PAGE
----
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The Hummel family, which runs the Hummelhof, recently decided to build a bat tunnel, a sort of winter residence, on their premises. Students of the Environmental Studies Certificate Program spent half a day there last year learning about life at the farm and assisting in their various projects, including sustainable farming, planting specific tree species to cultivate habitats for bees, and the bat tunnel, which was almost ready when we arrived.

The tunnel consists of a deep trench, inlaid with concrete blocks, and topped with a compost film and a layer of sand. The bricks lining the trench will ensure that water can be collected to maintain cool temperatures of 2–8°C—ideal conditions for bats. It is the work of citizens like those at the Hummelhof  whose work has seen certain bat species removed from the endangered list—proof that small steps can make a big difference.


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Student Research: Permaculture – Alternative Agriculture, part 2

Last year, students of the RCC Environmental Studies Certificate Program had the opportunity to attend a three-day workshop with Jochen Koller, Diploma Permaculture-Designer and Director of the Forschungsinstitut für Permakultur und Transition (FIPT). Students gained an insight into the ethics and design principles of permaculture, the diverse spheres of activity, and the practical possibilities. In this short series of posts, students reflect on their experiences at the workshop and on permaculture as an interdisciplinary approach to thinking, planning, and designing.


“Permaculture and the Hummelhof— A Philosophy for Life?”

By Stefan Bitsch

We are 14 people, driving through the calm and gentle landscape of the Allgäu to the first stop of our permaculture workshop. The first thing which strikes us as we enter the 17-hectare farm is that the garden has an unfamiliar feeling to it. It seems both peaceful and, strangely enough, busy, like no other place we will visit on that trip.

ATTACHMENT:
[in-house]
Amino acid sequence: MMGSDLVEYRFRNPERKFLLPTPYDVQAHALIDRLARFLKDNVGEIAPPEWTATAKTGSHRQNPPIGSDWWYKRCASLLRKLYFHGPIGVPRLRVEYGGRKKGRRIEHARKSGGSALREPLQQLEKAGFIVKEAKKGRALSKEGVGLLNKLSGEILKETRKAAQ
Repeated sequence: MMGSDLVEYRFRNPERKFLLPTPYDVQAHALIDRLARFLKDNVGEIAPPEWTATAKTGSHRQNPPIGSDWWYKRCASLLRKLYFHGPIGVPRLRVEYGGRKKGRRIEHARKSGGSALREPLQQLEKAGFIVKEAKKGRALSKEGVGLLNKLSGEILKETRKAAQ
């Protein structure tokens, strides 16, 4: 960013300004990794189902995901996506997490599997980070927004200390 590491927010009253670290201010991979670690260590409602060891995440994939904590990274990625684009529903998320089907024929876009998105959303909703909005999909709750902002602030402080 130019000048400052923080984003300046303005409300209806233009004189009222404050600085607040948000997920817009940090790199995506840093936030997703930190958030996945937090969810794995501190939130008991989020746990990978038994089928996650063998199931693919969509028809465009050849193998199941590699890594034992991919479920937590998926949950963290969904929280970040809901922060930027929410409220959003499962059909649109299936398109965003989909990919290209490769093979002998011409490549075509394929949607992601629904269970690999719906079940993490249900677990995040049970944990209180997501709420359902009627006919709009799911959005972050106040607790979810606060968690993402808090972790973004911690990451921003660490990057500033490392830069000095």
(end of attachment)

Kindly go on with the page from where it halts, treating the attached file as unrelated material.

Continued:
In front of the farm, whose façade is paneled with insect hotels, Mr. Hummel is already waiting to give us a tour.

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Insect hotel. Photo: Lea Wiser.

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Student Research: Permaculture – Alternative Agriculture, part 1

Last year, students of the RCC Environmental Studies Certificate Program had the opportunity to attend a three-day workshop with Jochen Koller, Diploma Permaculture-Designer and Director of the Forschungsinstitut für Permakultur und Transition (FIPT). Students gained an insight into the ethics and design principles of permaculture, the diverse spheres of activity, and the practical possibilities. In this short series of posts, students reflect on their experiences at the workshop and on permaculture as an interdisciplinary approach to thinking, planning, and designing.


“Let’s Save the World by Gardening!”

By Marlen Elders

“Permaculture”—a neologism combining “permanent” and “agriculture”—is all about sustainability with the aim of creating a self-preserving world (Koller 2009, 9ff.). A permacultural gardener aims to create a symbiotic interaction between soil, plants, animals, and microorganisms, each of which profits from the other—ideally resulting in a positive outcome for the gardener too. Clearly, the concept comes with an ideology: the ethics of diversity and care that goes beyond bare agricultural methods. This idea is alive and kicking, still evolving, still improving, as the father of permaculture, Bill Mollison, hoped it would. He referred to permaculture as a tool that needs to be tested, modified, and developed further. He encouraged the creation of permaculture networks to exchange experiences and to spread knowledge amongst practitioners (Mollison and Holmgren 1985, 13).

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Jochen Koller (right) with Alexander H. at Hummelhof, Elmatried. Photo by Ursula Münster.